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Old 15th October 2009, 02:19 AM   #1
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Question Punch 200DSM output clipping

I could use some help! Please bear with my lenghty post:

I'm working on this broken amp I bought through ebay a few years ago. Its got some battle scars but is working again to some extent. The power supply fets needed replacing as did their drive transistors and resistors. Some traces were burned off the board, etc. I also replaced failed fets in the outputs (using all the same date codes where paralleled) and some of the 0.1 ohm resistors that were missing.

At this point both channels are outputting clean waveforms at low power levels. The channel labeled as "Right" on the rear cover, will output about 23vrms into a 3 ohm resistive load before clipping. The left will only output about 13vrms when clipping occurs.

The main board schematic I have for this 200DSM and a 200ix shows what looks like current sensing protection circuitry. On a hunch that it might have a problem with one of the 0.1 ohm resistors I tried driving a 6ohm load but the clipping still occurred at about the same output voltage. I don't have schematics for any of the module boards.

I've replaced the driver board with a new one I bought a while back from dealsbyjason but this didn't have much of an effect on the point at which clipping occurs.

The power supply rails measure +37.2v and -37.1v. The opamp supplies measure +12.02v and -12.19v.

I attempted to measure (with an oscilloscope) the signals at "pin" 1 of the left and right driver modules with the gain pots adjusted to output the same 2v on each channel. On the right channel (the one that doesn't clip prematurely) I saw virtually no amplitude. On the left channel (the one that clips) I see a couple volts p-p. So am I referencing the wrong point with my scope ground for the left channel or is this telling me that the left channel's output circuitry has very little voltage gain relative to the working channel?

One confusing thing for me is that the schematic shows the left channel's components which use identifiers like "R108". The rear panel is screened "Left" channel by the side of the amp that has component identifiers of "R208", etc.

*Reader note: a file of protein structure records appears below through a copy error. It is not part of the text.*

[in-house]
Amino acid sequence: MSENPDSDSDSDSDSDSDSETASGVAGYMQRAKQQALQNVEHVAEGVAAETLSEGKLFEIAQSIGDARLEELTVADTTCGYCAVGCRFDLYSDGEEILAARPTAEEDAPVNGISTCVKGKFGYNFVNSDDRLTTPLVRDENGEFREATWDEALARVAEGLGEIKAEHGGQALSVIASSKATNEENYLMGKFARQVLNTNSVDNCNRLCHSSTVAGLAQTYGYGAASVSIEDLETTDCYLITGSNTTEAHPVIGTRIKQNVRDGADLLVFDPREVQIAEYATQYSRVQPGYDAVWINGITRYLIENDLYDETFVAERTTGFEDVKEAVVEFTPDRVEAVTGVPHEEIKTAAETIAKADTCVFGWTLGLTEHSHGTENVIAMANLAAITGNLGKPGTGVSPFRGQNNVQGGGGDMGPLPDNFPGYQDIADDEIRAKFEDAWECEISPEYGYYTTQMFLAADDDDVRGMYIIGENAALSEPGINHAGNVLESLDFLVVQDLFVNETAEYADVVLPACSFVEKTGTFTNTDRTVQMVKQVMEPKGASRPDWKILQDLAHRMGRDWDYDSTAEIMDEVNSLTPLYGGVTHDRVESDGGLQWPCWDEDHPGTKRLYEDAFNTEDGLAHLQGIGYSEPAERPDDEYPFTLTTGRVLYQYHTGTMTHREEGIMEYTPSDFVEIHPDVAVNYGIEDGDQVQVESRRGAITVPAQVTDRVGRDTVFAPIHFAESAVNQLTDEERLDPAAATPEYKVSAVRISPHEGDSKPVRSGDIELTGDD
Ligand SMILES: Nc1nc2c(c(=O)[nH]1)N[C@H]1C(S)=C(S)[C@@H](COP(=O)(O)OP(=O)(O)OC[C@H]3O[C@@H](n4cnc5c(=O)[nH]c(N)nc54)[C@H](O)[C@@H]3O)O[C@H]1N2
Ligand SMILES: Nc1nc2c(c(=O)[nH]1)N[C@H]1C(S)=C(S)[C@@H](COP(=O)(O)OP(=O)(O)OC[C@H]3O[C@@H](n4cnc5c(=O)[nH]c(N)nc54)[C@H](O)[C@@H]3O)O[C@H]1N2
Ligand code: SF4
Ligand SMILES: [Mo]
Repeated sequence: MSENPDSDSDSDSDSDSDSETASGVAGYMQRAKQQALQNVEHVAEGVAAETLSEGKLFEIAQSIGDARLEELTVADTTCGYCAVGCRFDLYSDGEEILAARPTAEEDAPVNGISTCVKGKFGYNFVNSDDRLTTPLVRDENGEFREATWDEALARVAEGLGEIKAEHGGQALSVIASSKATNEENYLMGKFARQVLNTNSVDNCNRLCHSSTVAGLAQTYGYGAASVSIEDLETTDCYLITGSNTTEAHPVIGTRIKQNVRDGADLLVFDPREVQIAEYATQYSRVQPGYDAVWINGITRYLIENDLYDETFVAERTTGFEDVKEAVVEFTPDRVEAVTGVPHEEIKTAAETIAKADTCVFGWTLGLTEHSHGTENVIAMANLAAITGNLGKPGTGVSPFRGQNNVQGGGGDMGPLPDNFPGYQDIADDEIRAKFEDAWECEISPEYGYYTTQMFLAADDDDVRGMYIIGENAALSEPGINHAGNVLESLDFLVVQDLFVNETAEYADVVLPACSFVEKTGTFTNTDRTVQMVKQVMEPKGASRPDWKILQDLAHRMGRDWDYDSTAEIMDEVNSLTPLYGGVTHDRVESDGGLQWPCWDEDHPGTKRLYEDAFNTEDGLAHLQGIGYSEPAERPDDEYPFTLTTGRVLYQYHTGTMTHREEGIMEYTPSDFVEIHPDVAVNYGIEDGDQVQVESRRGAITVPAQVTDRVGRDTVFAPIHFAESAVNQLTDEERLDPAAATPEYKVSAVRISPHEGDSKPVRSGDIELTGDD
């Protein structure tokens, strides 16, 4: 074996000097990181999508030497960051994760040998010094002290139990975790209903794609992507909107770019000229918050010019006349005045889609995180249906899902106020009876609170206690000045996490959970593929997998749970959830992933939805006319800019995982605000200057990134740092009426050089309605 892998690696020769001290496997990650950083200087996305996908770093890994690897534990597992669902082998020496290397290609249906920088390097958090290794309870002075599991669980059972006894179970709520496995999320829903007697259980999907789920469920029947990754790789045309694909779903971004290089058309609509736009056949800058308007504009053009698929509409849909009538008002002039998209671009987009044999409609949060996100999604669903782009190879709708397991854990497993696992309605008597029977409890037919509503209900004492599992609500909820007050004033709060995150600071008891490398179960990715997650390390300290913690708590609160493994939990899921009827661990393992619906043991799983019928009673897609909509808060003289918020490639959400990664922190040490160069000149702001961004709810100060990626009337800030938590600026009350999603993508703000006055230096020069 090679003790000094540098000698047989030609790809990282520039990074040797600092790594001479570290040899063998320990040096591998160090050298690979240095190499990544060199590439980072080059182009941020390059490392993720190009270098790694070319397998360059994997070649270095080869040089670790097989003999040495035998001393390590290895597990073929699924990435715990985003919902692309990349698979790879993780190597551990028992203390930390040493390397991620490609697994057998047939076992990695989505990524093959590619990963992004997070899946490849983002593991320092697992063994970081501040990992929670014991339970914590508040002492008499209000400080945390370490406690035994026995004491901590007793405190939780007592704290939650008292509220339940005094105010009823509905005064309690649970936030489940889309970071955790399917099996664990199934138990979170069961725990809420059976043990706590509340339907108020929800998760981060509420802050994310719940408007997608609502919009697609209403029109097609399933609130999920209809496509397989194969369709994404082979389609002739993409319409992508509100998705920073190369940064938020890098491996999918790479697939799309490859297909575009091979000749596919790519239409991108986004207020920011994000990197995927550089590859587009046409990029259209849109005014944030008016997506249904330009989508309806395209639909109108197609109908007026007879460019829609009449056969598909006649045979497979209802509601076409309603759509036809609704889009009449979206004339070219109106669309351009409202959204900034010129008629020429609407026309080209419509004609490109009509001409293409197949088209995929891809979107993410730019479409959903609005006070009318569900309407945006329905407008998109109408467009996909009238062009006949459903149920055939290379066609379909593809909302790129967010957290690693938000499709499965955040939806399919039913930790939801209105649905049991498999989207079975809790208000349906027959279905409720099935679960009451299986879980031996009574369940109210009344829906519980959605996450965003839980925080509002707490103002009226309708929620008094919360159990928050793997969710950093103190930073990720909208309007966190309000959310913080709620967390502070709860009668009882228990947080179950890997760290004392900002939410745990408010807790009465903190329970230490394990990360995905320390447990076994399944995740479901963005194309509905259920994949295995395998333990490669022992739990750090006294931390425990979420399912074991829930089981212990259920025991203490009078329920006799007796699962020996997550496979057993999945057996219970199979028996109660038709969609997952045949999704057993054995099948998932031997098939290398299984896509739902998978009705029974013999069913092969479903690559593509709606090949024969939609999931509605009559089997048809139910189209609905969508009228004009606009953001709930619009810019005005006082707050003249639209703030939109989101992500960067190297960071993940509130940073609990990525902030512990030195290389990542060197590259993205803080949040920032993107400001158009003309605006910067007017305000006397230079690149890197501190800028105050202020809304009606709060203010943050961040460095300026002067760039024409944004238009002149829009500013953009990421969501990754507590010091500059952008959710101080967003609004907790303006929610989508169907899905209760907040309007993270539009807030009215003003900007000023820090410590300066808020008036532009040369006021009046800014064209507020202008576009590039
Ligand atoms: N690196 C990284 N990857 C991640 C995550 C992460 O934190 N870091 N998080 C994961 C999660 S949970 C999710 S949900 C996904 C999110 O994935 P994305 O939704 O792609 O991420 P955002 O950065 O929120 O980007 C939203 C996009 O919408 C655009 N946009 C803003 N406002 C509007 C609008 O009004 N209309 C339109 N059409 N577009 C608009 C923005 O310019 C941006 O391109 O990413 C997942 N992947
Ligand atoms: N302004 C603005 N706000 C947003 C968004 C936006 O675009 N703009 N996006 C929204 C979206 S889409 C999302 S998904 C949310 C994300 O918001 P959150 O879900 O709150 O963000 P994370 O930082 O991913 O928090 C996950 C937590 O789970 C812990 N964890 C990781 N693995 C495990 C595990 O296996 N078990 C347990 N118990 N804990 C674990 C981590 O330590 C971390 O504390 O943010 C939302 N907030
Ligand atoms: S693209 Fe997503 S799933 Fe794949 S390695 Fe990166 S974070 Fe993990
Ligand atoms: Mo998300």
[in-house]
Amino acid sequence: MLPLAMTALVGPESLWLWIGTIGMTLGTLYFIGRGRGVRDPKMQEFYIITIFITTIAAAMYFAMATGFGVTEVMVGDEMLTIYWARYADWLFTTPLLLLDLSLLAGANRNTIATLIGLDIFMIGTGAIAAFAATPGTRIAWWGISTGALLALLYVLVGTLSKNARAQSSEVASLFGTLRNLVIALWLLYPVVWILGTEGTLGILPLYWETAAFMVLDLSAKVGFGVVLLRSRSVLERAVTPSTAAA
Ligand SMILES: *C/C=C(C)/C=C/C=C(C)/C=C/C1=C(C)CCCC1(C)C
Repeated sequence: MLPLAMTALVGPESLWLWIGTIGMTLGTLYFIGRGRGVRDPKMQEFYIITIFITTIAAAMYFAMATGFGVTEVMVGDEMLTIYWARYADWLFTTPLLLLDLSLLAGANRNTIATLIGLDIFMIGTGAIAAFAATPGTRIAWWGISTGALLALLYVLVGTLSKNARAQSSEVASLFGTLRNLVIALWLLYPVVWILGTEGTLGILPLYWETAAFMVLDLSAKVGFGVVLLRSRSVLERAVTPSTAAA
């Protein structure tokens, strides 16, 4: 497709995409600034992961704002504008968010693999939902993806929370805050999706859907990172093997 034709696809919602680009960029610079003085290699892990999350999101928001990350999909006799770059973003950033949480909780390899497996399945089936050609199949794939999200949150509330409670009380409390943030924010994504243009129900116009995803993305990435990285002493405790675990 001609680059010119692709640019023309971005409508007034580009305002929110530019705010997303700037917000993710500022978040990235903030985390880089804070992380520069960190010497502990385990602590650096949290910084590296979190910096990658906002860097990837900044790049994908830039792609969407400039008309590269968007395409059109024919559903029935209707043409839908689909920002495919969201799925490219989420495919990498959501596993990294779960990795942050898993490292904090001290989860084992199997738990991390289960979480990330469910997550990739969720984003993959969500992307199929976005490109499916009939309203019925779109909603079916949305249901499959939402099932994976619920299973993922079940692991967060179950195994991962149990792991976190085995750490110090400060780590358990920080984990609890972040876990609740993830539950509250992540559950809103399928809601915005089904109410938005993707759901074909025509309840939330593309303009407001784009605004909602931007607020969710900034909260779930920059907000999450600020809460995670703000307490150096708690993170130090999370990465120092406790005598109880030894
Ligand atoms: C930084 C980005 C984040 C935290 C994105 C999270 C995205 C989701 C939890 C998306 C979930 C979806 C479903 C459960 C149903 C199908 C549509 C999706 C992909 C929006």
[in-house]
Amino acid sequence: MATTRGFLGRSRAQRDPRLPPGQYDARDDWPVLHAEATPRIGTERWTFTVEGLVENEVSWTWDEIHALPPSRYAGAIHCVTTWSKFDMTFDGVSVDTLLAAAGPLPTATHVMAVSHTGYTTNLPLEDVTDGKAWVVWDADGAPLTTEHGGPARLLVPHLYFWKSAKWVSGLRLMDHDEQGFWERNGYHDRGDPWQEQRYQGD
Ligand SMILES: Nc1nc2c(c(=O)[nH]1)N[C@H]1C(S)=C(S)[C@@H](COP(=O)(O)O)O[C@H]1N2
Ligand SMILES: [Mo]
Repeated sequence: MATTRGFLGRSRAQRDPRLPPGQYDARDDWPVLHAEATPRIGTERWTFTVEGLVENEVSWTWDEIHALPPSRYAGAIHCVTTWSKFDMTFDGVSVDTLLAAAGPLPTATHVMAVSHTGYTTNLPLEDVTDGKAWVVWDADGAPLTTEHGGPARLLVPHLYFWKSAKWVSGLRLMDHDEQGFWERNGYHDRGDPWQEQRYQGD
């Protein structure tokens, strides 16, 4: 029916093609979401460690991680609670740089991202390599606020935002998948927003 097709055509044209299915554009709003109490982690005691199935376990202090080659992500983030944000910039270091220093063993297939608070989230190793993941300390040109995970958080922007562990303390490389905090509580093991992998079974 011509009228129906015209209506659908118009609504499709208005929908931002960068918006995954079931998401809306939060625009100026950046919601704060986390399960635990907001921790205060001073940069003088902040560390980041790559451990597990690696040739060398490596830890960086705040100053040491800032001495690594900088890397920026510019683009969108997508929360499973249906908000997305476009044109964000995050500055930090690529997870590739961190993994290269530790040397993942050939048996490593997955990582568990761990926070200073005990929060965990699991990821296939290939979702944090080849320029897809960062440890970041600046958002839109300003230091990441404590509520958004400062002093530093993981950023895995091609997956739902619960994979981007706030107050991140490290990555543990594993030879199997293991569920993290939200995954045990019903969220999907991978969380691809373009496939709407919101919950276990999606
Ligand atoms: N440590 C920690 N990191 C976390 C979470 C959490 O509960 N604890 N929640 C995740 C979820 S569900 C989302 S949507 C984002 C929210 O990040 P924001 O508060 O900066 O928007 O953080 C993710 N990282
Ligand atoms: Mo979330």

The clipping I see is very symetrical top and bottom. I'm using a test CD (in a CD player) to drive the inputs. I can swap the L and R inputs with no change in the clipping.

I can adjust the bias pots to eliminate what looks like crossover distortion, and when I turn them up to this point the amp's idle current
(measured at the power input) is about 400mA.

Here is a pic of the amp and schematic: Thanks in advance for your ideas!
Attached Images
File Type: jpg rsz_200dsm.jpg (173.3 KB, 48 views)
File Type: jpg rsz_200dsm_schematic.jpg (96.2 KB, 52 views)
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Old 15th October 2009, 03:49 PM   #2
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Location: Louisiana
If you look at the schematic, you should see that the inputs to the driver boards are pins 1 and 2. On one channel you should have signal on pin 1 and on the other channel you should have signal on pin 2. If you have signal on the alternate input pin, you likely have defective 10uF capacitors. The caps should shunt 100% of the signal to ground. If you see signal on the alternate input pin, they're not doing their job.

I don't know if this will solve your problem but it is a problem that needs to be resolved before you do any more troubleshooting.

In these old amps, you need to replace all of those 10uf SMD electrolytics. They can cause all sorts of problems.
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Old 15th October 2009, 05:17 PM   #3
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Thank you for the tips Perry. I didn't realize different pins were used as inputs on the drive boards for the R & L channels. I'll hunt up some 10uF replacements and give that a try.
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Old 16th October 2009, 12:06 AM   #4
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Perry,

You were spot-on about the 10uF caps. The trouble seemed to be mostly C203's fault but C202 contributed also. C203 was quite leaky. My ohmeter settled in around 300Kohms across the cap when removed from the board.

I only had some 10uF X7R ceramics laying around so that's what I've got in there now. I thought I read a post a while ago that discussed replacements for this cap but I gave up trying to find it. I did find through a Google search that the factory cap was a Nichicon WC series. I see from that datasheet that it isn't an audio grade but just a general purpose polarized part.

Do you recommend using an aluminum electrolytic?

Bill
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Old 16th October 2009, 12:30 AM   #5
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Digi-Key - PCE3101CT-ND (Manufacturer - EEV-FC1C100R)

These are the caps I've been using. ^

It was designed for electrolytics. That's what I'd recommend you use as replacements. It's unlikely that you'll find any film caps of equal value that will fit on the pads.

If you decide to replace all of these, I'd recommend that you heat the board from the bottom (I use a 12v lamp, a heat gun will also work) and then apply heat (with your soldering iron) from the top. if the heat from the bottom is sufficient, you can touch your iron to the top of the capacitor and the solder on the pads will melt. This makes it go much more quickly than trying to desolder each one with the iron alone and helps prevent lifting the pads.
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